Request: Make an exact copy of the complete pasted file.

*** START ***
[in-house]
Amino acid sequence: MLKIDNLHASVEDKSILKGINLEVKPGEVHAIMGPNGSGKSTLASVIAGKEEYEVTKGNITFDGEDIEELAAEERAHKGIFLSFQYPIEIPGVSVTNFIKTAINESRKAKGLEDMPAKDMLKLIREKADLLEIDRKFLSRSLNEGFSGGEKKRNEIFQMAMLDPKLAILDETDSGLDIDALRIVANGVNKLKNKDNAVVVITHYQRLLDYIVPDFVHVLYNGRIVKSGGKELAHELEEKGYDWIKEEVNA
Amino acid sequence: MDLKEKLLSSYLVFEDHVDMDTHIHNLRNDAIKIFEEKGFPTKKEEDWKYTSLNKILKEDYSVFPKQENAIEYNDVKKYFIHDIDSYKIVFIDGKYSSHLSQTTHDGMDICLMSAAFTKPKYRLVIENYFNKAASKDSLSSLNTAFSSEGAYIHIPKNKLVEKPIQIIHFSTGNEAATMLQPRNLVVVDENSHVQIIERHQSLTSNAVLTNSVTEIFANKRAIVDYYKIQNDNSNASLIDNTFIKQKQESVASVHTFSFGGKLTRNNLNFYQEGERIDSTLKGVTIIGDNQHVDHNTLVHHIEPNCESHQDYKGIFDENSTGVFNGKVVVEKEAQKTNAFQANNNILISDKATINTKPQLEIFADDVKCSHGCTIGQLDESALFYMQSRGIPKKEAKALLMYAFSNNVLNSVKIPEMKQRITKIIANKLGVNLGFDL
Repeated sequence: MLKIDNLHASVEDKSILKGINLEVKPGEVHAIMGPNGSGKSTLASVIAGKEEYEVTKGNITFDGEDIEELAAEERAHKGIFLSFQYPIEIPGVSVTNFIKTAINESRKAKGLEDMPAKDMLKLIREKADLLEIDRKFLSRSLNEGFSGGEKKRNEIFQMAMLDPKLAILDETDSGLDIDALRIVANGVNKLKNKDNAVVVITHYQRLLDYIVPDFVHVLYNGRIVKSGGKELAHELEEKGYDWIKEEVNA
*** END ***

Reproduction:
[in-house]
Amino acid sequence: MLKIDNLHASVEDKSILKGINLEVKPGEVHAIMGPNGSGKSTLASVIAGKEEYEVTKGNITFDGEDIEELAAEERAHKGIFLSFQYPIEIPGVSVTNFIKTAINESRKAKGLEDMPAKDMLKLIREKADLLEIDRKFLSRSLNEGFSGGEKKRNEIFQMAMLDPKLAILDETDSGLDIDALRIVANGVNKLKNKDNAVVVITHYQRLLDYIVPDFVHVLYNGRIVKSGGKELAHELEEKGYDWIKEEVNA
Amino acid sequence: MDLKEKLLSSYLVFEDHVDMDTHIHNLRNDAIKIFEEKGFPTKKEEDWKYTSLNKILKEDYSVFPKQENAIEYNDVKKYFIHDIDSYKIVFIDGKYSSHLSQTTHDGMDICLMSAAFTKPKYRLVIENYFNKAASKDSLSSLNTAFSSEGAYIHIPKNKLVEKPIQIIHFSTGNEAATMLQPRNLVVVDENSHVQIIERHQSLTSNAVLTNSVTEIFANKRAIVDYYKIQNDNSNASLIDNTFIKQKQESVASVHTFSFGGKLTRNNLNFYQEGERIDSTLKGVTIIGDNQHVDHNTLVHHIEPNCESHQDYKGIFDENSTGVFNGKVVVEKEAQKTNAFQANNNILISDKATINTKPQLEIFADDVKCSHGCTIGQLDESALFYMQSRGIPKKEAKALLMYAFSNNVLNSVKIPEMKQRITKIIANKLGVNLGFDL
Repeated sequence: MLKIDNLHASVEDKSILKGINLEVKPGEVHAIMGPNGSGKSTLASVIAGKEEYEVTKGNITFDGEDIEELAAEERAHKGIFLSFQYPIEIPGVSVTNFIKTAINESRKAKGLEDMPAKDMLKLIREKADLLEIDRKFLSRSLNEGFSGGEKKRNEIFQMAMLDPKLAILDETDSGLDIDALRIVANGVNKLKNKDNAVVVITHYQRLLDYIVPDFVHVLYNGRIVKSGGKELAHELEEKGYDWIKEEVNA